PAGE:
If you ever have taken a good look at the cheese section in your grocery store, you probably know the vast variety of cheeses available. In my grocery store, there is the specialty cheese section with the higher end or more expensive cheeses and the dairy section with the more commercial varieties. It is very difficult to determine what is gluten free because the FDA does not yet require gluten labeling in the U.S. To answer the question “Is cheese gluten free?”, the general answer is yes. However, there are a few cheese products that do not qualify as being gluten free. Below we will look at some popular cheeses and determine if they are gluten free.
Most shredded cheese is gluten free, but some may contain flour to help prevent the shreds from sticking together and clumping. Companies like Sargento use powdered cellulose or potato starch for anti-caking agents. Both are plant based and gluten free. Sometimes powdered cellulose is derived from wheat, therefore, it contains gluten. The packaging will indicate if wheat is used in the product. If you are unsure about gluten in shredded cheese, it may be best to buy a block for shredding that has simply ingredients like cultured milk, salt, and enzymes. Alternatively, many manufacturers will list gluten information on their websites because of the increased awareness of gluten sensitivities.
Our policy is never to trust a cheese that has additional flavoring unless you are sure of the ingredients. Read the labels and check with the manufacturer.
The production of blue cheese requires an added mold, which incidentally causes the blue veins within the cheese. This mold can sometimes be derived from a wheat or bread mold making the cheese technically not gluten free. However, the mold ratio to milk used to produce blue cheese is so minuscule that the gluten is almost nonexistent, making it safe for gluten sensitive people. You likely aren’t going to find a bread based blue cheese anyway because it is no longer a common method. It is safe to say that blue cheese is safe unless potentially you are extremely sensitive to gluten and can sense minute traces of it in foods.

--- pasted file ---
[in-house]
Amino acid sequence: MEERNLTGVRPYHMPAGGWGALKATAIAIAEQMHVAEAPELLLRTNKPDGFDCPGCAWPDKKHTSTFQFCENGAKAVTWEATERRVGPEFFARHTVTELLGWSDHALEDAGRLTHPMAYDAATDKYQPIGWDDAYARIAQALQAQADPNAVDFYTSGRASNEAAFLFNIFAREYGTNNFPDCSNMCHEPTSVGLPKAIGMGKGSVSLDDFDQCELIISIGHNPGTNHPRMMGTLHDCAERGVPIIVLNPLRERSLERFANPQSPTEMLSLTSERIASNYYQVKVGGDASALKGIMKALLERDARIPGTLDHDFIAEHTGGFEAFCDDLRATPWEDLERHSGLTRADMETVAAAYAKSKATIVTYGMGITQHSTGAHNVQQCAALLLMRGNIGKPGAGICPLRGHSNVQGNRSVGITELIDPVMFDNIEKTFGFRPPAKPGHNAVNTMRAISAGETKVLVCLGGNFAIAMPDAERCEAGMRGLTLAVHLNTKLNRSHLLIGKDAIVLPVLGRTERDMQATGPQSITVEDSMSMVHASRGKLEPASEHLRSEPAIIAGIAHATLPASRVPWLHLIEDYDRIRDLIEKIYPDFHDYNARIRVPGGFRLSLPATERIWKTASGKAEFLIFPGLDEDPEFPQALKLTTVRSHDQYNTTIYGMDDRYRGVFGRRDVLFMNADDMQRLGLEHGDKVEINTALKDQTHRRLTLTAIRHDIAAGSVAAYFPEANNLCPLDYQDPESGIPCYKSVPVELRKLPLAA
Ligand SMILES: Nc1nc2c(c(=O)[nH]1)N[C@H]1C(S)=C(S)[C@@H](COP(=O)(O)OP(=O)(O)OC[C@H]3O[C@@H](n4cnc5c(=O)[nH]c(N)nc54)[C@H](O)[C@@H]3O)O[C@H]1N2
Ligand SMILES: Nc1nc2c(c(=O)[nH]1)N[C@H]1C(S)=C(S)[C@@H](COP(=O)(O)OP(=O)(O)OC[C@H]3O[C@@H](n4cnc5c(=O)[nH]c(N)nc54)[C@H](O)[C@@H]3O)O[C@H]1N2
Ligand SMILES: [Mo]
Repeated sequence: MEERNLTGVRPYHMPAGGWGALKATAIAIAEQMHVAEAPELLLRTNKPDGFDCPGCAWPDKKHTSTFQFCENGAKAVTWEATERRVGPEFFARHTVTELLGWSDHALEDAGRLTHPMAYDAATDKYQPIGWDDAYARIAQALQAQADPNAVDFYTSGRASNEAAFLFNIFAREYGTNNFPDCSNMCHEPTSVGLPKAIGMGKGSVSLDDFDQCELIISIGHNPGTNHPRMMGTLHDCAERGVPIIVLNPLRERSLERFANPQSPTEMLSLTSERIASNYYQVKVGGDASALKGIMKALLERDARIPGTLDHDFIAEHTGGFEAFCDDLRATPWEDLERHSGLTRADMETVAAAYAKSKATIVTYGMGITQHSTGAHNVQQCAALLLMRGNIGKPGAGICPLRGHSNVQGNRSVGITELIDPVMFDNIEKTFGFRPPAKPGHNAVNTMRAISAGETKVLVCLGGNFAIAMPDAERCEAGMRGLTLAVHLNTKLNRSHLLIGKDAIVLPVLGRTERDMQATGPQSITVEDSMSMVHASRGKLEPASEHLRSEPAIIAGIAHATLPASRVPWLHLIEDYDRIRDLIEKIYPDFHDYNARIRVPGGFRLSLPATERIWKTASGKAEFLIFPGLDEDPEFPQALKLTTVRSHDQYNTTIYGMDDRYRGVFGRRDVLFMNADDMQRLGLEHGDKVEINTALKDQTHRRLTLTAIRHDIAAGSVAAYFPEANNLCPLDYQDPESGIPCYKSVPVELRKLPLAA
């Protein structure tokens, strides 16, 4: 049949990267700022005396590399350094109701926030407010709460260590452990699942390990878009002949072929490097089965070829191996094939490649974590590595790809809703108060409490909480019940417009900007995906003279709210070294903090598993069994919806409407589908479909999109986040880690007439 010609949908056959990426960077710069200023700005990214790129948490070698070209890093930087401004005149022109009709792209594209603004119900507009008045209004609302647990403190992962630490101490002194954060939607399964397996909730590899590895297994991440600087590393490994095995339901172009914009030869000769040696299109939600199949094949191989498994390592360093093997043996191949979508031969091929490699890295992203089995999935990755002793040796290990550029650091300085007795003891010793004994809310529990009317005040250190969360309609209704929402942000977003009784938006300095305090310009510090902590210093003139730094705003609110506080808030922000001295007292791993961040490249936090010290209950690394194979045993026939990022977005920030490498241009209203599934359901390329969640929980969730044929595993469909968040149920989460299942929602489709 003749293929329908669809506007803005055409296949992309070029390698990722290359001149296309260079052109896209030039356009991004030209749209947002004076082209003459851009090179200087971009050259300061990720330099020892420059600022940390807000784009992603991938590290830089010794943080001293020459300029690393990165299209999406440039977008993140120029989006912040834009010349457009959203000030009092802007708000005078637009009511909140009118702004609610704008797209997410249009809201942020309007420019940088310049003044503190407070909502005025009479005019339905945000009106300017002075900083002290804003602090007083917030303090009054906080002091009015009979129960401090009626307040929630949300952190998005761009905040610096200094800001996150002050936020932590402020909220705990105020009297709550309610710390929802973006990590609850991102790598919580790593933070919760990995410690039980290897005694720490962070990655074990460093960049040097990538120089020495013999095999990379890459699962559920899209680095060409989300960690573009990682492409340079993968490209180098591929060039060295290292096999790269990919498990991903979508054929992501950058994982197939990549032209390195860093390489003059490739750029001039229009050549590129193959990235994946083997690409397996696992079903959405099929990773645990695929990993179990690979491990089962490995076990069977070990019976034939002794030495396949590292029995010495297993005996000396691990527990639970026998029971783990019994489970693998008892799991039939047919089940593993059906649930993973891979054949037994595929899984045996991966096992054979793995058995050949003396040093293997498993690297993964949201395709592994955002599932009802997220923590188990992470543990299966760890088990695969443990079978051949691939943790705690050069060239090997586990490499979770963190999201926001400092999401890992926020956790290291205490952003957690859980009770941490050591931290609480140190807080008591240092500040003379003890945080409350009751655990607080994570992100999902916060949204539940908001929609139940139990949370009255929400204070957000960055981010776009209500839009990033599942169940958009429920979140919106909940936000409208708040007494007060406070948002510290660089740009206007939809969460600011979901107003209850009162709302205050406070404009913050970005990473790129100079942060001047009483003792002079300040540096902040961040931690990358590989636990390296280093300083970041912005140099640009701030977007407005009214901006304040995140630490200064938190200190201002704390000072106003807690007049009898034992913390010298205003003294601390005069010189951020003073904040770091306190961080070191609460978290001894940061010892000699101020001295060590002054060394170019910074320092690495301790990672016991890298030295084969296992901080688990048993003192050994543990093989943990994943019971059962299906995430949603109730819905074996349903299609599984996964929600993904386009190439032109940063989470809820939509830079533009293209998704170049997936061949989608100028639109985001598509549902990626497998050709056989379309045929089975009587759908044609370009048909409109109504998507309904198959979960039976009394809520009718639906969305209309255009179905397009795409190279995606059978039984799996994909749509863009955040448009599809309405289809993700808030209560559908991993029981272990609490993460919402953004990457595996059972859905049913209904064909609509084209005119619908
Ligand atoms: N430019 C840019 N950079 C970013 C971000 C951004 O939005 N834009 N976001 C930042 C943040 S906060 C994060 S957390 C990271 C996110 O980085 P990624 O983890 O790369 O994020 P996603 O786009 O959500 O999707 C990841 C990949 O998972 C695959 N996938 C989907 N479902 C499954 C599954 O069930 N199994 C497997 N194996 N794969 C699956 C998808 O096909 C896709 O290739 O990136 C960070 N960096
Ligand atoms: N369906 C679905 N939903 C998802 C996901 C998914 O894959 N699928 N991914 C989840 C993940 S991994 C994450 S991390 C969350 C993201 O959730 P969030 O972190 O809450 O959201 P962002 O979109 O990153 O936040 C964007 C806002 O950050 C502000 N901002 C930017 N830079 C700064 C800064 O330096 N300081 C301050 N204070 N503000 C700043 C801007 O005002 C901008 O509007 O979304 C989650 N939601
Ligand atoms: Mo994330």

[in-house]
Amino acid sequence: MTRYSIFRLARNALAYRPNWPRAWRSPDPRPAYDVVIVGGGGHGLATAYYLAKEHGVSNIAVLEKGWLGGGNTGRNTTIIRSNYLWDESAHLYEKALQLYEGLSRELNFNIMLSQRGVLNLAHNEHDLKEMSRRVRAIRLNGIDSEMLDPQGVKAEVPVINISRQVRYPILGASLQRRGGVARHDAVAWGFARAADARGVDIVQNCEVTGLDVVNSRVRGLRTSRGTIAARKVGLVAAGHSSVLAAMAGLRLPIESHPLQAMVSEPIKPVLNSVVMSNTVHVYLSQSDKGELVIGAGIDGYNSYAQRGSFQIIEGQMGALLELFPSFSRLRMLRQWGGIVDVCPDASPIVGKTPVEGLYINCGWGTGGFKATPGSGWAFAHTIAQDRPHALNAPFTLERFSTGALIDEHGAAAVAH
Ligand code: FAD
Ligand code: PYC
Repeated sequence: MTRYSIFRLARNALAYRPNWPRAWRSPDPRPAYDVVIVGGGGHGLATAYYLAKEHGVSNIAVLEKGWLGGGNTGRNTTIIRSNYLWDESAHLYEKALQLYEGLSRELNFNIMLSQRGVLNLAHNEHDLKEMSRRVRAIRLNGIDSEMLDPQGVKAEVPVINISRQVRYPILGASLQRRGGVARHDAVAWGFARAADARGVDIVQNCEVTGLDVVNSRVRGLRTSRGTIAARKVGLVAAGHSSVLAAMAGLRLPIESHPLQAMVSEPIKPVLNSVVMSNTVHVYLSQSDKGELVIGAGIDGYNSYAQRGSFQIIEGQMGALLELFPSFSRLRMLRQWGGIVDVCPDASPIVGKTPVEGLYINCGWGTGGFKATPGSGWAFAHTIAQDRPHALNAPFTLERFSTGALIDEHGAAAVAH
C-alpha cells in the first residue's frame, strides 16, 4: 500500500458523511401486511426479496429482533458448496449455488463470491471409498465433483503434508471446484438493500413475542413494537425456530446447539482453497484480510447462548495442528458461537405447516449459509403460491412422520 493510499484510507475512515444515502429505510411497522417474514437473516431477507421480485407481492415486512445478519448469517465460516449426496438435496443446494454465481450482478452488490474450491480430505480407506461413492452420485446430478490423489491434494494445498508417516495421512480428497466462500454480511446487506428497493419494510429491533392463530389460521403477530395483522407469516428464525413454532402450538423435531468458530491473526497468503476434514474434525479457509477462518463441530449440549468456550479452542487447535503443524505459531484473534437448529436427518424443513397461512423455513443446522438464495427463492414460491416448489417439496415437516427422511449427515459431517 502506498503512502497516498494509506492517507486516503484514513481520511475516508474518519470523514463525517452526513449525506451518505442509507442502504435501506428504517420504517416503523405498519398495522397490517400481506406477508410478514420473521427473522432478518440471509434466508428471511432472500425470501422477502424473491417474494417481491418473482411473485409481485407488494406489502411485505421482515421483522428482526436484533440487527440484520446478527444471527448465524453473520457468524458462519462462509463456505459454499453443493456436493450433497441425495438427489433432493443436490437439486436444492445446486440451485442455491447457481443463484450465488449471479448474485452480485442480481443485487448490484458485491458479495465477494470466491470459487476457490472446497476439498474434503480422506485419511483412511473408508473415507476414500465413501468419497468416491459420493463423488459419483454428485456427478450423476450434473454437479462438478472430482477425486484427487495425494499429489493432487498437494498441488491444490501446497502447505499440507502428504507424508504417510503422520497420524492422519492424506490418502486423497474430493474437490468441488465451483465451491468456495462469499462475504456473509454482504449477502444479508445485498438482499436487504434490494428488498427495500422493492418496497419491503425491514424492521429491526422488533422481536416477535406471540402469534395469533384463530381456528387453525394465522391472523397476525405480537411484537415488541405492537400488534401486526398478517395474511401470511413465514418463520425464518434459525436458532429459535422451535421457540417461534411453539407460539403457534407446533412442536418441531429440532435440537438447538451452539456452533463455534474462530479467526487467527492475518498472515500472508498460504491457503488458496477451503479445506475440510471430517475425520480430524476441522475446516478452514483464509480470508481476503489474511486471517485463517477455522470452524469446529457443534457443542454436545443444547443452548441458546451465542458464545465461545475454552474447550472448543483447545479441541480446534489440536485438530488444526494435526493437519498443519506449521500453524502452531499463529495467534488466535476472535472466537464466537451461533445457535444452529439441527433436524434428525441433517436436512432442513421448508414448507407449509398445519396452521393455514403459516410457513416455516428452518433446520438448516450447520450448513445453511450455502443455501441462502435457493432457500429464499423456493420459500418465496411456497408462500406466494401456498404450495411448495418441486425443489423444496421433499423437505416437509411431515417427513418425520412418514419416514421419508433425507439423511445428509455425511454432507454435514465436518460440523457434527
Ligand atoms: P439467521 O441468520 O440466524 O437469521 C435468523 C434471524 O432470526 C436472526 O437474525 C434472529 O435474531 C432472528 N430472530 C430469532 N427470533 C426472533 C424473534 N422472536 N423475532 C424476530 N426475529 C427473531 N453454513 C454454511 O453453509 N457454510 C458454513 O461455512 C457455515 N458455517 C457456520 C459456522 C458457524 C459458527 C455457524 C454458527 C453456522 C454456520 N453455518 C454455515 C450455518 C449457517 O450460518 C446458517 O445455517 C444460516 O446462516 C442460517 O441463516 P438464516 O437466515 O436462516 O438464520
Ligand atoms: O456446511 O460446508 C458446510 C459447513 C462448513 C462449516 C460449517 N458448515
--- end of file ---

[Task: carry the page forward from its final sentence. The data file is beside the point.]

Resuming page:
Cream cheese is gluten free. However, be sure to review the labels to ensure a potential gluten containing product is not hidden in the ingredients. The big guy, Philadelphia (Kraft), does an excellent job of labeling their product ingredients so that it is easy to determine gluten.
We previous did an article on gluten and cottage cheese. In short, we found that the majority of commercial cottage cheese is gluten free. The rare exception would be one that contains a wheat based modified corn starch, which would be indicated on the label.
Pure feta cheese is gluten free and all feta cheese products that we have used have been gluten free. However, when it is crumbled there may be additives (starch) containing wheat to help the chunks of feta from not sticking together. Check the label or with the manufacturer.
Yes, Velveeta is gluten free.
Generally, all Parmesan cheeses are gluten free, including the popular Kraft brand. However, check to be sure other brands do not have wheat added to prevent sticking before buying.
Mozzarella is generally gluten free but sometimes can contain vinegar. The vinegar to be concerned with are malt and distilled vinegar. Malt is the biggest concern because it does contain gluten while distilled likely will only affect the highly sensitive to gluten. The majority of time mozzarella is safe.
Fresh goat cheese is usually safe, but again, check the label for additives containing gluten.
Yep, it is gluten-free, but is it cheese? That is the real question.
Is cheese gluten free? Yes, while most cheese is gluten free, it is important to read the labels or check with the manufacturers if you are uncertain about the gluten content. Although a particular cheese is considered gluten free above, be aware there may be exceptions.